Putting the Latest Inflation Reading Into Perspective

Here are some different ways to think about 6.2% inflation

Man carrying groceries looks doubtfully at receipt
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Consumer prices rose an alarming 6.2% in the 12 months through October, the fastest pace since November 1990. But what does that 6.2% actually mean? How does that eroding buying power stack up against what you can earn by investing your money? How about how it compares with adjustments that purport to counteract rising prices? Here are a few ways to put the latest inflation reading into perspective.

Investments

Here’s how the 6.2% compares to what you might earn in a year by investing your money.

  • The inflation rate is more than 100 times higher than the measly 0.06% average interest rate on a savings account (the kind your grandparents used to depend on to help build their nest eggs). It’s a whopping 44 times the 0.14% annual rate on an average one-year certificate of deposit. (And even a really good one-year CD only gets you about 0.85%.)
  • The 10-year annualized return on the S&P 500 stock market index is 13.9% as of Oct. 29, based on price increases alone—but before taking inflation into account. Over the last year, the S&P 500 has returned about 30%, also before accounting for inflation. “Everybody understands their accounts have lost value if the stock market drops, because you can see it,” said Matt Matigian, CEO of Blue World Asset Managers. “But when it’s inflation, you can’t see the decrease in the value of your portfolio—but the losses are no less real.”
  • Homeowners are in luck this year because home prices have soared during the pandemic, up 19.8% in August from the year before, according to the S&P CoreLogic Case-Shiller Home Price Index (even though the increases have stopped accelerating.) That’s more than triple the inflation rate. 
  • Investing in gold, which is often seen as a hedge against inflation, actually would have lost you money over the last year. The price of gold is down ever-so-slightly over the last 12 months—less than 1% on the most actively traded contract—but it’s gaining strength amid worry over inflation. On Nov. 11, gold closed at $1,868.50 per ounce—the highest level since mid-June.

Cost-of-Living Adjustments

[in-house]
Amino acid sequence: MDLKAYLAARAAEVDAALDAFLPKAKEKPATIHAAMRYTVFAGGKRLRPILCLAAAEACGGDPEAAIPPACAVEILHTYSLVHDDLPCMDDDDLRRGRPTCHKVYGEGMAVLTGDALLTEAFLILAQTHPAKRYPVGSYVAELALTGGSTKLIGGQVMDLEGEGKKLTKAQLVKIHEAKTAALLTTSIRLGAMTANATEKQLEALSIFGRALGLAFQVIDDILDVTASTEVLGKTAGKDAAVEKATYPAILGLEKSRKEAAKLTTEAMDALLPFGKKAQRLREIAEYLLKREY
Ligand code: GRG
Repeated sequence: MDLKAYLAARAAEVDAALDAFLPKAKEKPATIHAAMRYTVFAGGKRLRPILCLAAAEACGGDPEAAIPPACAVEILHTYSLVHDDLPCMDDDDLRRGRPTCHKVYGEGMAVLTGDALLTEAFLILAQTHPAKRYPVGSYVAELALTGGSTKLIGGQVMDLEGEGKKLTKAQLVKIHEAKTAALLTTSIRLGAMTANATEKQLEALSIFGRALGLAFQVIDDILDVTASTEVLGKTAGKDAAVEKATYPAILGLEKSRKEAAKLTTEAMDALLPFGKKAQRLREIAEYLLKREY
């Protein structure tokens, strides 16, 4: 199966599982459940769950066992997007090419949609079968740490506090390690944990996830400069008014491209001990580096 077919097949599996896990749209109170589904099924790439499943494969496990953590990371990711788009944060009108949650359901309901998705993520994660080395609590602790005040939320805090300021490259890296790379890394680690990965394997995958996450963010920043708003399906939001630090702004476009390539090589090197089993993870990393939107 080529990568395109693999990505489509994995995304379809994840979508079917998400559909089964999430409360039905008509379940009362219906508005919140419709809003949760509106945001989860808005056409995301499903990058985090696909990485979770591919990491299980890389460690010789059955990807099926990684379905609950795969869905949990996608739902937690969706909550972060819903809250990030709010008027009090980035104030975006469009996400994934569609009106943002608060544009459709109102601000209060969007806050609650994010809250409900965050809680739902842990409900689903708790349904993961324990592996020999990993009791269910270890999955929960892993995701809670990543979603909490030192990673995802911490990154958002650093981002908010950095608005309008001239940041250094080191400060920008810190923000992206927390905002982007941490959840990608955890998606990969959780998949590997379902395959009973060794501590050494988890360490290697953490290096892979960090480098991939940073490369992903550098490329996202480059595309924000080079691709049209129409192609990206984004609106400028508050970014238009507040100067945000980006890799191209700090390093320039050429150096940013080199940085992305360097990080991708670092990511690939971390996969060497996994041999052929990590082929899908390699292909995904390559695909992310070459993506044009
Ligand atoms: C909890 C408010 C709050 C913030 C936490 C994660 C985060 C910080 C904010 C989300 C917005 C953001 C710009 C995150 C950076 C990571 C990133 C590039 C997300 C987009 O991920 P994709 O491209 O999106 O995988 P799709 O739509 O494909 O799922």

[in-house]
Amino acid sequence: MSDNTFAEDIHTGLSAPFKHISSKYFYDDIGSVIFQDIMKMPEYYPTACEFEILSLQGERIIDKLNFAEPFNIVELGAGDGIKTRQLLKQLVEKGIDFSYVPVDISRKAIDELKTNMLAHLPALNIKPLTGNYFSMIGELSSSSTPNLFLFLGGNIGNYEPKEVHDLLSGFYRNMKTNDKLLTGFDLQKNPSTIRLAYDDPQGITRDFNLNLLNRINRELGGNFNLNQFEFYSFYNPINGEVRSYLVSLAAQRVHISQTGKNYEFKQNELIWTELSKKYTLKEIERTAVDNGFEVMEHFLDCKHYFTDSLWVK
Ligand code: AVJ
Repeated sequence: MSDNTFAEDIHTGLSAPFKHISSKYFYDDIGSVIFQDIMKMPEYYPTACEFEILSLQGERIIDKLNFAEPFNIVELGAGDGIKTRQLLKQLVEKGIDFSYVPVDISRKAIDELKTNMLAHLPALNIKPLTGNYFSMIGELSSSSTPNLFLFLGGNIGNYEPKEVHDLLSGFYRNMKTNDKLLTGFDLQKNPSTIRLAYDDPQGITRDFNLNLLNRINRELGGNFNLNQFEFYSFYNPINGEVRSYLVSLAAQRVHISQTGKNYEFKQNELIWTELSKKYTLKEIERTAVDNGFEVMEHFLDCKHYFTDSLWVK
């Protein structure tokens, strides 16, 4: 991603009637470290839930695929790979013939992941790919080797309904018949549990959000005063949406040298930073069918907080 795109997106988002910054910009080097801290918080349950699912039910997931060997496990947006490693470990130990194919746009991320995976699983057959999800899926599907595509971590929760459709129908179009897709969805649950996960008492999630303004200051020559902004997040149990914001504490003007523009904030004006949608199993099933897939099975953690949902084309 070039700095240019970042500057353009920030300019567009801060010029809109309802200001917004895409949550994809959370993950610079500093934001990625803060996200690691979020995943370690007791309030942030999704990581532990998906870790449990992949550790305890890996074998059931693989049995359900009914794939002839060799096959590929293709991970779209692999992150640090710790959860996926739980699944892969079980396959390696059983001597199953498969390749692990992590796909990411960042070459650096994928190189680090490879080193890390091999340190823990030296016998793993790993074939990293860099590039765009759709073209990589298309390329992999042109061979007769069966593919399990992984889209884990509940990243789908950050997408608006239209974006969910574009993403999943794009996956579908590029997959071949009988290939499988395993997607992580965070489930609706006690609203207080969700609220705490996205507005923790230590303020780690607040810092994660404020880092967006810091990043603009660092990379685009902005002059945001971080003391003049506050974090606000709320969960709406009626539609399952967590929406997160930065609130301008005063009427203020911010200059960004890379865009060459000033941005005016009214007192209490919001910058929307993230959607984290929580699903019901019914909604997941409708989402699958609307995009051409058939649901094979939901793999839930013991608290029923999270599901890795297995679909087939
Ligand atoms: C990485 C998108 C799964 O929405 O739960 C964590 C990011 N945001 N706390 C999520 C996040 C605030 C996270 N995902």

Here’s how the inflation rate compares to adjustments that are supposed to counteract the effects of inflation.

  • Social Security recipients will get a 5.9% increase in their benefits next year to help preserve retirees’ purchasing power against inflation. That’s the biggest cost-of-living adjustment since 1982, far outpacing the 1.4% average annual hike since 2010. 
  • Wages and salaries rose 4.2% in the third quarter over the same quarter last year, marking the biggest jump since at least 2002, according to the Federal Reserve Bank of St. Louis. But once you account for inflation, many employees are still losing ground. “Real” average hourly earnings actually decreased 1.2% in October from the same month in 2020. 

Some Big-Ticket Items

The 6.2% increase is an overall hike when everything is accounted for, but there are vastly different changes in prices by category. For instance, beef and veal prices were up 20.1% over the 12 months through October, used cars and trucks were up 26.4%, but personal care products only inched up 0.2%. In some cases, there’s a lag time in the reported increases (in rent, for example, which only goes up once a year, if that). Here’s how that 6.2% compares to some of the bigger ticket recurring costs you may have, both before the pandemic and now.

  • From January to October, the national median rent increased by 16.4%, dwarfing the 3.2% average increase for the same months in 2017-2019, according to research from Apartment List, an online marketplace for apartment rentals. Although the monthly pace of increases has slowed since peaking at 2.6% in July, the January-October figure is still more than 2.5 times the current inflation rate.
  • College tuition and fees increased more than 5% between 2001-02 and 2012-13. But that trend reversed in the 2021-22 academic year, with average published tuition and fees falling after taking into account red-hot inflation. After adjusting for inflation, tuition and fees at private four-year nonprofit institutions fell 1.65% to an average $38,070 from the year before, while four-year public schools slipped more than 2% to $10,740, according to the College Board.

Have a question, comment, or story to share? You can reach Medora at medoralee@thebalance.com.